policies. That is to say, they necessarily fought for improvements in their conditions
of life on the basis of the very social categories, which the ruling ideology had
inscribed in their consciousness through the manner in which the society had been
structured in order to promote the economic and social interests of the rulers. The
ambivalence and uidity of the situation is manifest in the fact that while they
assumed these racial identities as ‘natural’, they were also open to being mobilised
to reject notions of ‘race’ and ethnicity, which were (and are) so obviously tied to
their oppression. This explains both the tenacity of the four-nations paradigm,
which continues to shape the consciousness of most South Africans, and the
sometimes desperate clinging to a ‘non-racial’ vision of the future which has been
the hallmark of the liberation movement. In this, leaving aside many problematical
and polemical issues, the people were given a Žrm lead by the leadership of the
liberation organisations, all of whom had been reared in the universalistic ambience
of Christianity, Islam and Marxism.
The racial caste system—which is what we are dealing with at the level of social
psychology—has particular consequences that exacerbate the problem of promoting
a sense of national unity. The system itself derives from the historical reality of
interdependent groups of people who were integrated into the economic, speciŽcally
the labour, processes of the evolving capitalist system in such a manner that the one
could not, and cannot yet, do without the other. Archbishop Tutu’s mythical
‘rainbow nation’ is, thus, a brave attempt to make a virtue out of necessity. As
such, it can, in my opinion, be abused in order to Žx forever the sense of colour or
‘race’ that divides one group of people from another. Of course, the man at
Bishopscourt never intended that we should become a nation of hyphenated South
Africans, where the word in front of the hyphen is always a racial epithet such as
‘black’, ‘white’, ‘coloured’ or ‘Indian’. This last term also serves to reveal the short
jump from colour to other social markers such as language, religion, region or
‘culture’. This is the reason why I believe that this US-American metaphor will do
more harm than good. Already, we have a whole range of so-called Khoi groups,
each representing a mere handful of people, coming out of the woodwork in order
to claim a place in the sunny new South Africa for the ethnic entrepreneurs who are
driving them. The recent and continuing discussions about the prevalence of racism,
racial prejudice and racial discrimination in the new South Africa, if they show
nothing else, demonstrate the urgent need to introduce a new discourse concomitant
with radical changes in the ways in which wealth and resources are distributed in
this country.
Nation-building in the New South Africa 87

In order to consider this matter carefully, it is necessary to look at some of the

changes in our conceptualisation of South African society that have been proposed
by scholars in the post-apartheid debates. In the compendium edited by Liebenberg
and Rhoodie, a scathing attack on ‘the fuzzy notion of “non-racialism”’ is launched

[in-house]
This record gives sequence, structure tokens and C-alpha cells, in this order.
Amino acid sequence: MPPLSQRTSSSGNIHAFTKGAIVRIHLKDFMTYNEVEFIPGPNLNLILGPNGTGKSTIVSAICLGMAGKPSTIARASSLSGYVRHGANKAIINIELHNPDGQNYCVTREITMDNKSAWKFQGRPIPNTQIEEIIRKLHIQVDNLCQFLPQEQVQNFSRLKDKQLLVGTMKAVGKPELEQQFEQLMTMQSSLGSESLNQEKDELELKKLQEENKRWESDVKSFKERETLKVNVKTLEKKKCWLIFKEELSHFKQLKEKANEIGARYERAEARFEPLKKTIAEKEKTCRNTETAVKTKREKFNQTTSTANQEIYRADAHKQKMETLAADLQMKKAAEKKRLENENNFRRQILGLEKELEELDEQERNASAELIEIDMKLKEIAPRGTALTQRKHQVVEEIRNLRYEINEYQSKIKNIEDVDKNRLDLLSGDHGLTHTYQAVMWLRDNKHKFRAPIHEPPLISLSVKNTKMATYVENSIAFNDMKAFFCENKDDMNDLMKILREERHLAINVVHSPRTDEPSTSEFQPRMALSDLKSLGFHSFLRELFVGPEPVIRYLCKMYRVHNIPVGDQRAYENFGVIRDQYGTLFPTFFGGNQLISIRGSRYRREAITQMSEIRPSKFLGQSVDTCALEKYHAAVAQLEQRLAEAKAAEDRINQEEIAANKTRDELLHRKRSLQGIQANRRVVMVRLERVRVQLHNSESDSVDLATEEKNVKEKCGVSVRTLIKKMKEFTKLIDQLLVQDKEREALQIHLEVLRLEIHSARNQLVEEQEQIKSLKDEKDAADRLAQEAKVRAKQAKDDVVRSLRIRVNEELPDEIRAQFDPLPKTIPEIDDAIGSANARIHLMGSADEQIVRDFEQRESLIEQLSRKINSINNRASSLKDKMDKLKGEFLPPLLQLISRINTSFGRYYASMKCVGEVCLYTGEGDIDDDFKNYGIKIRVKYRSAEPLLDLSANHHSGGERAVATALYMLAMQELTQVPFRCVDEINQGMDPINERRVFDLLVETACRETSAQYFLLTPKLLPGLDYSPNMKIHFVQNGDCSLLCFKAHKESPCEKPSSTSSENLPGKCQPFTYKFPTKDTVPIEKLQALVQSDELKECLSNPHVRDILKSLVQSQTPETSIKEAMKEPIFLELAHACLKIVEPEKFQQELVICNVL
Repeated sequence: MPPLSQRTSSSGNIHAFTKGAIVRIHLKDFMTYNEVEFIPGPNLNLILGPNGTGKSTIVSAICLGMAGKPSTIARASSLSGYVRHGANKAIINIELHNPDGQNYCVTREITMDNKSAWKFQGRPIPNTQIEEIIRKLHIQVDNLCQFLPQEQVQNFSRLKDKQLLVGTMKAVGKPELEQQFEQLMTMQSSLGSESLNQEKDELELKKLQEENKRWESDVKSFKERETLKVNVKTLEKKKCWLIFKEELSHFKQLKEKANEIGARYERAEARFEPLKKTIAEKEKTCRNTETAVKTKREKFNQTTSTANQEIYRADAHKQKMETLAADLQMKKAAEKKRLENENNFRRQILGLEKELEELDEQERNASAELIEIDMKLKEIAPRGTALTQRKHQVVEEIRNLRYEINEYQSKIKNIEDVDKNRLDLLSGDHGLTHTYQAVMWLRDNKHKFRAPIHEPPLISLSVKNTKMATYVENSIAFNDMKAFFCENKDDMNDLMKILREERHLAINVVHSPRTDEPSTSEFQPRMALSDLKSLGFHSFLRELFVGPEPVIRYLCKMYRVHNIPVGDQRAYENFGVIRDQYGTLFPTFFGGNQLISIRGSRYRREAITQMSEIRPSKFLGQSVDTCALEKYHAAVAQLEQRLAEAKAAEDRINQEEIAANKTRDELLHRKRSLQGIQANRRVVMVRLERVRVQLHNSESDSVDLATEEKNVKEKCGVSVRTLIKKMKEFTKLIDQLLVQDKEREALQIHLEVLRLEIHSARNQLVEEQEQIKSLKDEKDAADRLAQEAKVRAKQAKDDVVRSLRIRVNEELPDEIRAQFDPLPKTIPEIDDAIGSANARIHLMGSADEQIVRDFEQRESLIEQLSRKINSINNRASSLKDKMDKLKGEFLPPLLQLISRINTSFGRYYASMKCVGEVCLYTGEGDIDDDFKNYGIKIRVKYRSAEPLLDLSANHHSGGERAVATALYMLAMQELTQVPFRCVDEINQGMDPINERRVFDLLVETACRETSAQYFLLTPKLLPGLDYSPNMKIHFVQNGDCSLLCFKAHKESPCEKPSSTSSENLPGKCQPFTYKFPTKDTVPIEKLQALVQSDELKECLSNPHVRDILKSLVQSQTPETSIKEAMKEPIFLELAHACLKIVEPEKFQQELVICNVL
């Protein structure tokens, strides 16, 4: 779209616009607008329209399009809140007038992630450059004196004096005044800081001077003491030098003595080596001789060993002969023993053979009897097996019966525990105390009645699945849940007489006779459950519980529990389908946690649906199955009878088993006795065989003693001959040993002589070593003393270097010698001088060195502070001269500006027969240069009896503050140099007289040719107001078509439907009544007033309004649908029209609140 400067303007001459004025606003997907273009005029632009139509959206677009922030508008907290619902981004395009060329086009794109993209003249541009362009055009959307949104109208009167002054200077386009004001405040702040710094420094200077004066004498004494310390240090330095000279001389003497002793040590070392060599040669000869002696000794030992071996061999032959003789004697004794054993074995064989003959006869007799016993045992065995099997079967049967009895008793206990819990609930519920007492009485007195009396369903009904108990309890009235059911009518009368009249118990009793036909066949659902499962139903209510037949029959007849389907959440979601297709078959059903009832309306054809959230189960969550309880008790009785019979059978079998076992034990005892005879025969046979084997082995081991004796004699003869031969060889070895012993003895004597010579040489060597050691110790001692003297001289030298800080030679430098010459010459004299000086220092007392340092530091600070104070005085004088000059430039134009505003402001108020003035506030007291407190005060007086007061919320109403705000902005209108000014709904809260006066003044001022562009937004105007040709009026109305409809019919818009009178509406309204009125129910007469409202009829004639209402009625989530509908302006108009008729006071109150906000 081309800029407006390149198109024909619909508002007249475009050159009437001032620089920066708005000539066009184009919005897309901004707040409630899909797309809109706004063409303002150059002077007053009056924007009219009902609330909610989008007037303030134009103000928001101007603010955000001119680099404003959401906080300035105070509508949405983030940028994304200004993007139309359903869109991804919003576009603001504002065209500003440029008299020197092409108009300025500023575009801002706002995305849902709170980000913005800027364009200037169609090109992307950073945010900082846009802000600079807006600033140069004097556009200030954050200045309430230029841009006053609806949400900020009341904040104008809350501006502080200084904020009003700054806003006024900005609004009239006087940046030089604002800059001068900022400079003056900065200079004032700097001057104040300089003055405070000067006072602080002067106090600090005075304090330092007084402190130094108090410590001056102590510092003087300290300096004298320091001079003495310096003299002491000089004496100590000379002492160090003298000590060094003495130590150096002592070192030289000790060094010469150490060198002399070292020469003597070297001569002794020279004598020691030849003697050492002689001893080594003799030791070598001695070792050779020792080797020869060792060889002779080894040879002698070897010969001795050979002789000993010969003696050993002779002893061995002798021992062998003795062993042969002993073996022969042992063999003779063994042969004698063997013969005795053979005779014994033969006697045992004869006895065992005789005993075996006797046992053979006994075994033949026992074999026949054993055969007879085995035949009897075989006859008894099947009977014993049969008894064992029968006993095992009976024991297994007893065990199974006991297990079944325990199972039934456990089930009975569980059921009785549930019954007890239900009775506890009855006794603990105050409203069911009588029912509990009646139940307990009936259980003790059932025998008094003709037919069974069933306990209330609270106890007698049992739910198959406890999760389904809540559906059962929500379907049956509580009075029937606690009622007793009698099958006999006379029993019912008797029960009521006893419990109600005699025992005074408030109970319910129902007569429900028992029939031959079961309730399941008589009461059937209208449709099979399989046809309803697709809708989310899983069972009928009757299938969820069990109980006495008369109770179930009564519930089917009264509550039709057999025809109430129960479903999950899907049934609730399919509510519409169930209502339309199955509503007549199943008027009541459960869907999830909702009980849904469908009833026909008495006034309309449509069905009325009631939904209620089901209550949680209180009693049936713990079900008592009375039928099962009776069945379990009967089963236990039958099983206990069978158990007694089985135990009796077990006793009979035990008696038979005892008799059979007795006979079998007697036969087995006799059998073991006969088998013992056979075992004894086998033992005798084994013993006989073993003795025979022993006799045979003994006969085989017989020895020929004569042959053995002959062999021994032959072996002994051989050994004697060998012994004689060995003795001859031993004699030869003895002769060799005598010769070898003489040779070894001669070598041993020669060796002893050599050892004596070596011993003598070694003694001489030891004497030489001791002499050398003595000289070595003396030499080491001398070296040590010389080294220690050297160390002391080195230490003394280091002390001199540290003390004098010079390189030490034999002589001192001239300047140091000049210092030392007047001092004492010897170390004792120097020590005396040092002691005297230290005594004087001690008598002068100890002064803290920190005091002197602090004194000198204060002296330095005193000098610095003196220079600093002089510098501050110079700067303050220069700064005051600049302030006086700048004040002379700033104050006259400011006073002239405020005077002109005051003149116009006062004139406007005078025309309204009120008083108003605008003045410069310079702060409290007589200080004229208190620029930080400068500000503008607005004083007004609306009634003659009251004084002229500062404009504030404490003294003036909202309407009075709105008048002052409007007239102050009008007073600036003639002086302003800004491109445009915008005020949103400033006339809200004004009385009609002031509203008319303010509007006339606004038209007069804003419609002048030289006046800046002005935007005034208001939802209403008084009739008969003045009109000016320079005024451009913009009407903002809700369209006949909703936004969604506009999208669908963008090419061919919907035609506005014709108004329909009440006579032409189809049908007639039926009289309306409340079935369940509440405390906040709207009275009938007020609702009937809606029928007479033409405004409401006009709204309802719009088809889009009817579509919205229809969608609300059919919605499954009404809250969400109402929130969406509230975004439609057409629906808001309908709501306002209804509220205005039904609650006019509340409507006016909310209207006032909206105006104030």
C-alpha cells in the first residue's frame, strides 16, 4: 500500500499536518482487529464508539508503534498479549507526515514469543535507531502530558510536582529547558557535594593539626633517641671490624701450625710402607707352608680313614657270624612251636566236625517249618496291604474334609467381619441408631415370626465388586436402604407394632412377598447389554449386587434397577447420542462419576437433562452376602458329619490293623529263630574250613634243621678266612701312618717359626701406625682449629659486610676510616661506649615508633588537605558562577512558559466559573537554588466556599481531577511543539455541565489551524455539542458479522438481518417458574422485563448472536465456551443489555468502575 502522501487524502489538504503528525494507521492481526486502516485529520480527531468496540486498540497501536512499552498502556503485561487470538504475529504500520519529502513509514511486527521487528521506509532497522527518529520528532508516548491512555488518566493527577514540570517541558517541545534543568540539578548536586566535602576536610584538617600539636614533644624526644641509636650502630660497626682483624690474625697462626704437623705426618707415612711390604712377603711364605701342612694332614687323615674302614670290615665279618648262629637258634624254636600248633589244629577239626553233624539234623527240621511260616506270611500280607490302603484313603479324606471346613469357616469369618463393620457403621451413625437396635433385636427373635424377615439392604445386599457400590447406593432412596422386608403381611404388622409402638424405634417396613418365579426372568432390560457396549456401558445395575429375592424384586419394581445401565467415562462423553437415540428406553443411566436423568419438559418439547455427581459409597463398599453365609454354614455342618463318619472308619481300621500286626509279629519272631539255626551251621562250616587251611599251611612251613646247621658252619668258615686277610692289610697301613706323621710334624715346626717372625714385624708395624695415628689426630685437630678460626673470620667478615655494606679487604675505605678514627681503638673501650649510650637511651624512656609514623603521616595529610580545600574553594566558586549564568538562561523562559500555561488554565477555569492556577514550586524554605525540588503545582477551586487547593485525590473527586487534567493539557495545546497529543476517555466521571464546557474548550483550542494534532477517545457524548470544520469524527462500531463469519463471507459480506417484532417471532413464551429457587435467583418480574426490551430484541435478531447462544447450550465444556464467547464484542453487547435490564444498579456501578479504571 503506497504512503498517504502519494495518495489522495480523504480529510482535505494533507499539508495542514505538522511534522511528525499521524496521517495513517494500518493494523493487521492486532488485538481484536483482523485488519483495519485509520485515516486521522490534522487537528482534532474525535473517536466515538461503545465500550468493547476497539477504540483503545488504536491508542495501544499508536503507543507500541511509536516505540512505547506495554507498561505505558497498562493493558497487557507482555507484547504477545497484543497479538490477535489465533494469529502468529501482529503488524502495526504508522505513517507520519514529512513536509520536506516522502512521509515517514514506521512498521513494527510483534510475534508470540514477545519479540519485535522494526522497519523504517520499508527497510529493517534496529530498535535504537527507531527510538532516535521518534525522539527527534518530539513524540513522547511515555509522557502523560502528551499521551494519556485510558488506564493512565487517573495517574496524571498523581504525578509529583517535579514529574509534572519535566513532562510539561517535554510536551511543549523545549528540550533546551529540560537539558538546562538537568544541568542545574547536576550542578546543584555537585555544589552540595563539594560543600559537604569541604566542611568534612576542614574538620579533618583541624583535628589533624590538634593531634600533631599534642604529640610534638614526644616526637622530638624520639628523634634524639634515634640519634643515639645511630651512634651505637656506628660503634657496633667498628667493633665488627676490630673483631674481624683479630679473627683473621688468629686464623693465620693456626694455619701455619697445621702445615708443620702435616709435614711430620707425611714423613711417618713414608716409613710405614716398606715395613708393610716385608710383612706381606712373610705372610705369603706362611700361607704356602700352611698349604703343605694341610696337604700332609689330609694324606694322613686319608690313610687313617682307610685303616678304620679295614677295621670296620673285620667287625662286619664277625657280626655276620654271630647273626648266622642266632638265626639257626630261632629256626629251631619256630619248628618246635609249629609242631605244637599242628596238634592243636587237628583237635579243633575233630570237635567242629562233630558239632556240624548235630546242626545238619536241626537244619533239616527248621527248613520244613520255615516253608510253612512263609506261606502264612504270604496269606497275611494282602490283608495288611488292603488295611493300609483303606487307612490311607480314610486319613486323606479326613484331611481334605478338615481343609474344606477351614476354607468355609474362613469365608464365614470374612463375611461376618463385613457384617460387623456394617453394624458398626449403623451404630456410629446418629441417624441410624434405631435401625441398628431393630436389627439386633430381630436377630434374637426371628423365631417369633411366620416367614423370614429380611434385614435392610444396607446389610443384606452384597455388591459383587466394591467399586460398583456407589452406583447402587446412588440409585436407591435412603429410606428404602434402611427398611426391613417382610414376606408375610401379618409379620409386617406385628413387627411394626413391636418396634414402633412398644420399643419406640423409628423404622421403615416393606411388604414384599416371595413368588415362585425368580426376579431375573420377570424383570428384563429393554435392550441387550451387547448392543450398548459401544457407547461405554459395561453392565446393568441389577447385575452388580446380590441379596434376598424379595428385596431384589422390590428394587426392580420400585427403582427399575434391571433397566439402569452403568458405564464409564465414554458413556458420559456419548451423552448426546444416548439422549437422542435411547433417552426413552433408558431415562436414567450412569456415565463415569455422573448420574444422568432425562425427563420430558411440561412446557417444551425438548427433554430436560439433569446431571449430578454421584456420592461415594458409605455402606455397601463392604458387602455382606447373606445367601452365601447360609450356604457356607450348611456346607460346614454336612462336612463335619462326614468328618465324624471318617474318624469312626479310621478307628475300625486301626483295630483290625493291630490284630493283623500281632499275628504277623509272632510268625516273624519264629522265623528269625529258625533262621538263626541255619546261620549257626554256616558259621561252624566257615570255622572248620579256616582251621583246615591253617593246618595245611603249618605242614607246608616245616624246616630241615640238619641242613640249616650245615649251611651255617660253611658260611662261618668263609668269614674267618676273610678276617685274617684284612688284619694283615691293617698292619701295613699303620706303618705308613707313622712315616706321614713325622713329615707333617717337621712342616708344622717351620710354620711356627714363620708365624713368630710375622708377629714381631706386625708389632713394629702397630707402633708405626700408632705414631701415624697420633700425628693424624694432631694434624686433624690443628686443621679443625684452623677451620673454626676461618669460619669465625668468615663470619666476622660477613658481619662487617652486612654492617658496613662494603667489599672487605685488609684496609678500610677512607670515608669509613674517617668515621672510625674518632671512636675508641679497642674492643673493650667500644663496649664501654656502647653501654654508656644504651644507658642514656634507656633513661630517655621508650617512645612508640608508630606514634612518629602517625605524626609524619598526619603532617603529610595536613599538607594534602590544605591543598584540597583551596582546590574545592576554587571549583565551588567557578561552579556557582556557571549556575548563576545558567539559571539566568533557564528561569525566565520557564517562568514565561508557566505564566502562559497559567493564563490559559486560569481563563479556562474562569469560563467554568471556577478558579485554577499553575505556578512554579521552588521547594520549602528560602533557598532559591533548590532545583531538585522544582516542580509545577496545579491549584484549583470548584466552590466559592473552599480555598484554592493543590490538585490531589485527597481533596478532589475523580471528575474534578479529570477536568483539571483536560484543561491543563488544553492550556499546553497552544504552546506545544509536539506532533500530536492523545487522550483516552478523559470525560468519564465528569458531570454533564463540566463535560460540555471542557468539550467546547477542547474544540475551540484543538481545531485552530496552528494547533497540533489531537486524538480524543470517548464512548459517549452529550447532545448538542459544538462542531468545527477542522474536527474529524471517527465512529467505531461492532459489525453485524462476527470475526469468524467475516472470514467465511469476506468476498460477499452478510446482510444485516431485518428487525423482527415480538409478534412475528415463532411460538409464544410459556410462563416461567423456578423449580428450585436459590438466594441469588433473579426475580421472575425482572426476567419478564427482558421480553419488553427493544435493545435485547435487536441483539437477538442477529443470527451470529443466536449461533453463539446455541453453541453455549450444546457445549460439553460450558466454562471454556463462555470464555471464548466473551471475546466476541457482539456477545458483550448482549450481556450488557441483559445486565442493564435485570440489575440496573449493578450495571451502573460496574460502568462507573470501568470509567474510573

by Kierin O’Malley (1994: 77–88) who draws attention to the philistinism and the
opportunism of South African intellectuals. He mentions the absurd fact, inter alia,
that ‘… (a) number of former Afrikaner nationalists have apparently been able to
become African nationalists without so much as a background glance’ (O’Malley,
1994: 78).
Using the spectre of Hanf’s Jacobin nation-building/social engineering, O’Malley
warns against the consequences of ignoring the ethnic factor. Even though his
portrayal of actual and putative nation-building projects is a caricature and not
derived from any systematic texts, as when he suggests that the present rulers want
to eradicate ‘all extant cultural and ethnic sentiment’ and ‘their replacement by a
new uniŽed and culturally uniform “Nation”’, his basic critique of recent radical
scholarship in South Africa is valid. He adopts Horowitz’s view that Western
scholarship is held in thrall by a pervasive bias against ascriptive social phenomena
and that this tendency is exacerbated in South Africa by the hegemony of the
neo-Marxist paradigm (see O’Malley, 1994: 81–82). His article is a thorough-going
interrogation of the consistency and bona Ždes of the new-found non-racial
discourse among both Afrikaner and African nationalists. Whereas, in his view, the
latter are deluding themselves in believing that social phenomena like ethnic groups
are non-existent or irrelevant, the former are disingenuously incantating the mantra
of non-racialism in their pursuit of a double agenda involving the permanent
retention of a share of power by the minority as a group. His plea is for the
recognition of the tenacity of ‘ethnicity’ and for the factoring in of this element into
any equation for guiding the nation-building project.
A similar attack was launched in 1994 by Ran Greenstein on the neglect of ‘race’,
which he calls ‘the excluded presence’. As against the neo-Marxist tendency to
dismiss race ‘as little other than a pernicious way for making invidious distinctions
among people in order to facilitate class exploitation and political oppression’,
Greenstein (1994: 3) avers that
race can and frequently does become an afŽrmative principle underlying
individual and collective identities, partially overlapping and partially